Procurement Manager, Roy Butcher, discusses the latest trends in anti-counterfeiting packaging technologies in the pharmaceutical industry and how Covid-19 has played a large role in product innovation.
Over the last year, ensuring healthcare products are delivered to healthcare professionals and consumers safe and secure has been crucial. Anti-counterfeiting technologies have played an important part in the pharmaceutical supply chain for a long time. Since the pandemic, the demand has not only soared but became a necessity.
Anti-counterfeit packaging is the process of assigning secure packaging to a product to minimise counterfeiting or infringement. Doing this means that the product is then prevented from imitation and confirms the safety of the goods. In recent years, the demand for anti-counterfeit packaging has continued to increase, with predictions that The Global Anti-Counterfeiting Packaging Market is estimated to develop at a rapid pace from 2021 to 2027.
There are two key factors influencing the adoption of anti-counterfeit packaging. The first is to protect from economical and reputational damage to a company. Such technologies automatically authenticate a product’s genuineness and offer brand security, helping to eliminate potential fraudulent use of a manufacturers brand image. Secondly, and most importantly, anti-counterfeit packaging prevents potential consumer health risks. A factor that is becoming increasingly important as e-commerce pharmaceuticals see large growth, a change we have seen first-hand at Southgate.
Since the start of the pandemic, 4.3 million adults across the UK have ordered medication online for the first time. There are various reasons why people have turned to postal deliveries for their medication. For example, for ease and convenience, to avoid making journeys to the pharmacy, and to prevent the risk of infection from Covid-19.
One factor making one of the biggest shifts in pharmaceutical distribution currently is more and more consumers are now buying over the counter (OTC) products that are non-controlled online. Around 80% of drugs used in day-to-day life can be ordered online now and consumers are embracing the convenience of e-commerce. This started pre-Covid, but the pandemic has definitely played a role in the rise and now the responsibility lies to distributors to meet this new demand. It will be interesting to see if this shift in consumer behaviour will remain long-term and if so, how this will shape pharmaceutical packaging designs.
Whilst the process of selling pharmaceuticals online and distributing direct to the consumer presents a high risk of counterfeiting, it is not the sole reason for concern. Many packaging companies are also receiving requests from companies where their medicines have experienced counterfeit through regular distribution channels. The inability to know for certain if a patient has received a genuine product is then a major issue for concern for medical professionals.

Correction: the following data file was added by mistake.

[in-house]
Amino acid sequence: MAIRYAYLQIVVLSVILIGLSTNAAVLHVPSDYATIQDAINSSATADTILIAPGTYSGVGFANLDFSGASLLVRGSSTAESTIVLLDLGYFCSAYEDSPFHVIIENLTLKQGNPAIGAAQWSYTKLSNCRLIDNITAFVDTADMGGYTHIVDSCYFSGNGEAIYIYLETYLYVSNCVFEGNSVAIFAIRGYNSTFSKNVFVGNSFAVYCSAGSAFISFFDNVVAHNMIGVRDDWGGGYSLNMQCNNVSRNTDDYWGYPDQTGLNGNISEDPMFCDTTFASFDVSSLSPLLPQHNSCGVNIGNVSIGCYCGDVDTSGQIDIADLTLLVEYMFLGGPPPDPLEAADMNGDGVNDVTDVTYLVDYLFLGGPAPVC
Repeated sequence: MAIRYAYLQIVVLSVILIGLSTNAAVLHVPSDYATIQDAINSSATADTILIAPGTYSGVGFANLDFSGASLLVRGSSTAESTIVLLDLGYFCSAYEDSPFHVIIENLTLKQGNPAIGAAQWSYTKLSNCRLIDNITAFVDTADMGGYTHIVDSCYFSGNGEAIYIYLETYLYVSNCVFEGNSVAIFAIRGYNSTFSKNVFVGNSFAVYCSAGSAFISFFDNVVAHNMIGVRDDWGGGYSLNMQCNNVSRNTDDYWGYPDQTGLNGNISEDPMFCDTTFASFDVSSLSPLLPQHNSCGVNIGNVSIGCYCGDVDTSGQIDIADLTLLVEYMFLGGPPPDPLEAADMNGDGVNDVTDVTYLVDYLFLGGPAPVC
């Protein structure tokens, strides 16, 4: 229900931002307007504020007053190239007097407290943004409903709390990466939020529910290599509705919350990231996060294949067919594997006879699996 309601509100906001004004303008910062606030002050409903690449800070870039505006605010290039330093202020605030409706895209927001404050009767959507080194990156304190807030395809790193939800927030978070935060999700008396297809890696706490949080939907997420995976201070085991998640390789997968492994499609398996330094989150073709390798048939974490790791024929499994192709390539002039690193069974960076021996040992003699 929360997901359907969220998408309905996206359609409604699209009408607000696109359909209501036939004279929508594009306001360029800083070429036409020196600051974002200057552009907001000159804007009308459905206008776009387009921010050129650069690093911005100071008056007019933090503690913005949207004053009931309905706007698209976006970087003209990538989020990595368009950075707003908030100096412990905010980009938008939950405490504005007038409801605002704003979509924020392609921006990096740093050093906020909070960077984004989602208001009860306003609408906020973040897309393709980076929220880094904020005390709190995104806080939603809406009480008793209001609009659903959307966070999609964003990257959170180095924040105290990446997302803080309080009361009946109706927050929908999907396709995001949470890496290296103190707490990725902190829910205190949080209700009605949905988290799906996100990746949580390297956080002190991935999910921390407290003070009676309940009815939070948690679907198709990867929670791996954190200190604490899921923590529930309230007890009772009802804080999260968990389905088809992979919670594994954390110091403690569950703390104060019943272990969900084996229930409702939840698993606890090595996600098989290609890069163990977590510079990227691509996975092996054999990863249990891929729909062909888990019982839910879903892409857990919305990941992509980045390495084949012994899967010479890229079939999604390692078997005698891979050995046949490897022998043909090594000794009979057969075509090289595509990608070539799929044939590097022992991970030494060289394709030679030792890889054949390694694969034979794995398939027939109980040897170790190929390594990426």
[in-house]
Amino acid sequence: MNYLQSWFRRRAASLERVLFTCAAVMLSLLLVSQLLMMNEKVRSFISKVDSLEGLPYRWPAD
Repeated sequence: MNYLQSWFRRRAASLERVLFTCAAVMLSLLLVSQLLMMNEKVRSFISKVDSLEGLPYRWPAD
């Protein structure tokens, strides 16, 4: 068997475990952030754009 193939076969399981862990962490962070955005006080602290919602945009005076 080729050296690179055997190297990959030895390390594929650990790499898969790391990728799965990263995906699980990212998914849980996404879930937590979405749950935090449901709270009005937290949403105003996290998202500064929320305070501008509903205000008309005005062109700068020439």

Ensuring pharmaceutical products are delivered from factory to patient in a safe, yet efficient manner is a precise operation with many factors to consider. Complex restrictions and performance requirements must be met, whilst ensuring it is protected and untampered on its journey. Packaging companies are playing a vital role by introducing the latest technologies and new ways of manufacturing, assembling, filling, and sealing pharma products to ensure successful and secure end-to-end delivery.
At Southgate, we design our products with safety at the forefront. Our range of Tegracheck security tapes are made with an aggressive adhesive which prevents removal of the tape without clear evidence, revealing an ‘OPEN VOID’ message. Last year, we wrapped up five million NHS Covid-19 home testing kits using our range of self-seal bags to minimise the danger of excessive handling and contamination. Our design meant that the tests could be quickly and efficiently sealed and sent out to people who are unable to visit test sites.
Looking ahead, the continued growth of e-commerce pharmaceuticals will certainly bring new challenges for both the pharma and packaging industry that will persist long after the pandemic. The need for multi-layered protection technologies that can be easily and effectively integrated into packaging will become increasingly important as a means of securing both pharmaceutical brands and the consumer.
Counterfeiting continues to be one of the most serious threats faced by the pharmaceutical industry, causing damage in terms of consumer health, economic health and public trust in healthcare systems. Therefore, designing and specifying the packaging used throughout the end-to-end supply for medicines is a complex challenge and the packaging specialist’s role is a difficult one. Our role is becoming ever more important as we set to meet new consumer requirements and increased demand. Working together with both the pharma industry and educating the end customer, we can fight the ever-increasing risk over the next few years.